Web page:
Car accidents can be caused by a number of things. Some accidents happen because the roads are dangerous or have not been properly maintained. Other times they occur because one of the drivers was under the influence behind the wheel. But recently, many accidents are happening because the drivers are distracted.
According to the U.S. Department of Transportation, an alarming number of car accidents occur because drivers are using their cell phones. There were over 24,000 injuries and fatalities reported last year because drivers were using their cell phones, though officials believe the actual number is much higher.
There are many different ways that a driver can be distracted behind the wheel. Some drivers eat while they are on the road, which can prove to be disastrous if they accidentally spill a hot dish on themselves. Others will use their time in the car to get ready for the day, applying make-up in their rear view mirror.
As we've previously mentioned, using the phone while driving is a big distraction and can cause car crashes. When on a phone call, a driver's attention is diverted from the road and refocused on the conversation they are having. Texting can be even worse, as drivers usually have to look down or focus on the phone instead of watching as they drive.
Preventing Texting and Driving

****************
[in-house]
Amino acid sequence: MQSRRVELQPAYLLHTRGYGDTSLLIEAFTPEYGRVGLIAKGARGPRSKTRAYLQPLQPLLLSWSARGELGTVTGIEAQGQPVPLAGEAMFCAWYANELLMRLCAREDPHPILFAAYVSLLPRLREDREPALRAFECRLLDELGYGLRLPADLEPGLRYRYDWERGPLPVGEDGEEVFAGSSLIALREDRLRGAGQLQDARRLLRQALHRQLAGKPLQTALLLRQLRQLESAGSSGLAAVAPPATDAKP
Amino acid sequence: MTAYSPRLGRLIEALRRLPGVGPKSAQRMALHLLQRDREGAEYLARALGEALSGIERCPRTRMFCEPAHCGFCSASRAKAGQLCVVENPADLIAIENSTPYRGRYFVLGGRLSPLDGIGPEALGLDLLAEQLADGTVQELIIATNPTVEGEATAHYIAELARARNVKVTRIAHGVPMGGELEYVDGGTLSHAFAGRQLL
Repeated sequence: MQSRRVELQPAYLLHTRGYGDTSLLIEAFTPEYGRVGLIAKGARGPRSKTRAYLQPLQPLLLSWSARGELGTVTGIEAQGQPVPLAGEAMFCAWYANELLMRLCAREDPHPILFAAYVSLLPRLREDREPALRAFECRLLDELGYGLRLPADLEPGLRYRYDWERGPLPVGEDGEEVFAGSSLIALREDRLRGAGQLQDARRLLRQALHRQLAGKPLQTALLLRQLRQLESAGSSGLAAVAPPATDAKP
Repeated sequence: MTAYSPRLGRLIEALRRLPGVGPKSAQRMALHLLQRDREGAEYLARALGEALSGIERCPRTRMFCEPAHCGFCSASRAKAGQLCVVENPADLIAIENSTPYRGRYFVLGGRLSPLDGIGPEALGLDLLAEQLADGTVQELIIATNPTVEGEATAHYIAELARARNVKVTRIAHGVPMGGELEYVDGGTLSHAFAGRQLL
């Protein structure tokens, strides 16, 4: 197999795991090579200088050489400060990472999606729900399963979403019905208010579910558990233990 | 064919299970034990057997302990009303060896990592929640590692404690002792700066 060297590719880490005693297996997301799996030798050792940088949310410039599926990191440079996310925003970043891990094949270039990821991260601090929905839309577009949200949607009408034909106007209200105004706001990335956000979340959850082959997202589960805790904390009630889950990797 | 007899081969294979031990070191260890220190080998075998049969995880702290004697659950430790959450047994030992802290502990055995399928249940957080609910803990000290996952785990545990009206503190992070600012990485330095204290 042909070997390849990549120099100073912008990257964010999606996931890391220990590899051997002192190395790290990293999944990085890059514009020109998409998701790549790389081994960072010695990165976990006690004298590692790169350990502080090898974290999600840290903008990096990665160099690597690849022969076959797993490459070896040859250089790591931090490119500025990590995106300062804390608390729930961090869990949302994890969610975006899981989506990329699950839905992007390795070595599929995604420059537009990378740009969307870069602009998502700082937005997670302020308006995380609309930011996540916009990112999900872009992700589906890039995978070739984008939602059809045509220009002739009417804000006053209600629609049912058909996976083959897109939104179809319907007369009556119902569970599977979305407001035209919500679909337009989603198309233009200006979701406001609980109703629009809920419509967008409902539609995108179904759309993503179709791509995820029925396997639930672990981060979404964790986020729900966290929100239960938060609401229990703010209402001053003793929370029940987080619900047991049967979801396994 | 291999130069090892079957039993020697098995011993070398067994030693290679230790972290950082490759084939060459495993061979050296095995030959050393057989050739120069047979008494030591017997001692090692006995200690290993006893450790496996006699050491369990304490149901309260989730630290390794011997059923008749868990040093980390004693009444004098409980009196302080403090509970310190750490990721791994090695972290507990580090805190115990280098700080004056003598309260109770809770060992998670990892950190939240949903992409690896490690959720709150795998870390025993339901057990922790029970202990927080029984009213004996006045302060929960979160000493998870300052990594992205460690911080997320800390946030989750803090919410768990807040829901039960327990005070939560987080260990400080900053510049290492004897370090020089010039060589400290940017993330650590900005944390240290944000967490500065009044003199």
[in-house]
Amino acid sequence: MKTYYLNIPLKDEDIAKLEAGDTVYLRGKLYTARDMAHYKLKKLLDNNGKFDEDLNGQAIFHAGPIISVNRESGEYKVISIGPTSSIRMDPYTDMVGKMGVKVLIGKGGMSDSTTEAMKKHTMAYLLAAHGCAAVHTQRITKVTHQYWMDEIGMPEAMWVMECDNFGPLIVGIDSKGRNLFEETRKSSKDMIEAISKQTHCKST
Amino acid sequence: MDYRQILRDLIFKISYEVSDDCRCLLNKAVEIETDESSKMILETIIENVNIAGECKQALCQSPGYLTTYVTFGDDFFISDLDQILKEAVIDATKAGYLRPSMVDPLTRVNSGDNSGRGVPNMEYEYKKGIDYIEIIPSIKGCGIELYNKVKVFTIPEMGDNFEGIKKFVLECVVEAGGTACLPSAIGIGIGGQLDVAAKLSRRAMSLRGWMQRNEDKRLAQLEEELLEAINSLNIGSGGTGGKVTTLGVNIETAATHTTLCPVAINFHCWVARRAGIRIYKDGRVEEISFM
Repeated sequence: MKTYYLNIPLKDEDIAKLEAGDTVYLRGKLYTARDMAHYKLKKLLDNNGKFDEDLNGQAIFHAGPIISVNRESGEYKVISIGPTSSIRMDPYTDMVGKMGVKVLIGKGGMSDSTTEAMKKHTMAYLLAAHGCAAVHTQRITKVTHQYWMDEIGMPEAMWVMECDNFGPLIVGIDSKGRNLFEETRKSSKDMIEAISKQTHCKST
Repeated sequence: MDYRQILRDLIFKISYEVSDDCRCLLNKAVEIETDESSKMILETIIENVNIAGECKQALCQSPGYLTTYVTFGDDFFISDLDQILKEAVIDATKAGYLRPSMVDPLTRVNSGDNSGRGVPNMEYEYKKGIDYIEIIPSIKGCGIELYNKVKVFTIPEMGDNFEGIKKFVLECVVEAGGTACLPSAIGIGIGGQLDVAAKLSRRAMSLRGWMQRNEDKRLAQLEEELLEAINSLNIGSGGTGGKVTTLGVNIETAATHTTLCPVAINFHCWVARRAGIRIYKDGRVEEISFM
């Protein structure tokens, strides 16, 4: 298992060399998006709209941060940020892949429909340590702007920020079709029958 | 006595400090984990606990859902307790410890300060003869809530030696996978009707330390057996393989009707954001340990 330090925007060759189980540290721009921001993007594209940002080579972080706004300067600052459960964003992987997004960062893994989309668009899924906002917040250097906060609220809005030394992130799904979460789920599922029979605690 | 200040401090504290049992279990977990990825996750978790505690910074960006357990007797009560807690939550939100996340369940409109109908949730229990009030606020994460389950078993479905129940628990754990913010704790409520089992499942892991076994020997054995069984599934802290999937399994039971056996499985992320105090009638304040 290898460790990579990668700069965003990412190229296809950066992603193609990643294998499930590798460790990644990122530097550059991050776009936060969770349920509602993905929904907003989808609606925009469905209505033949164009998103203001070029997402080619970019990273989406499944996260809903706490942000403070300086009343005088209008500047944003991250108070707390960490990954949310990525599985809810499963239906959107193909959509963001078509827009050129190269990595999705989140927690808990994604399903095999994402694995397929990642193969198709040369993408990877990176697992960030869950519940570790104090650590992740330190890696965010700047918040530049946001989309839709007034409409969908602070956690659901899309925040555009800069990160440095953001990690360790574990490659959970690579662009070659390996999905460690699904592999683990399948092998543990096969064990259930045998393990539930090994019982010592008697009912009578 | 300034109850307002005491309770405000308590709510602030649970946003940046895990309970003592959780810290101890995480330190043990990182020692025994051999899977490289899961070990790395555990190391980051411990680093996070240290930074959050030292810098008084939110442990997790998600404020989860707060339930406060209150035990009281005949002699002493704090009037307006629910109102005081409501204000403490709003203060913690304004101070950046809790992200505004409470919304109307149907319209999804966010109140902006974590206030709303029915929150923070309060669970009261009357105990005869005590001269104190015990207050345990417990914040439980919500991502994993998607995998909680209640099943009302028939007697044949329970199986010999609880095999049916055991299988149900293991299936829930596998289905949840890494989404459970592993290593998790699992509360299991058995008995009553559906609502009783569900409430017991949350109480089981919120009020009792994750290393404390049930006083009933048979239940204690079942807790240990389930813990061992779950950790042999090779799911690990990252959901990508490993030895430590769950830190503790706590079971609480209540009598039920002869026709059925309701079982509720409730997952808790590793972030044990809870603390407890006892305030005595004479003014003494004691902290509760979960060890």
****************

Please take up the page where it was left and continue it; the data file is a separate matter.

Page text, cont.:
In response to the high number of accident injuries and fatalities related to cell phone usage, many states have passed laws that make it illegal to talk on the phone or text while you are driving. Penalties can be fines of up to $400 for getting caught driving while on the phone.
There have also been recent developments in technology that will disable a cell phone while the car is in operation. One product uses a GPS navigation system to determine when the phone is moving and will shut it down if it's travelling a certain speed. Another product being installed on certain vehicle models mutes the cell phone and forwards calls and texts so that the driver can check it at a safer time. This type of technology could prevent distracted driving, at least when it comes to cell phones, and as a result decrease the number of related accidents.
Source: Milwaukee Journal-Sentinel online, "Texting drivers may have to hang it up," John Schmid, 14 November 2010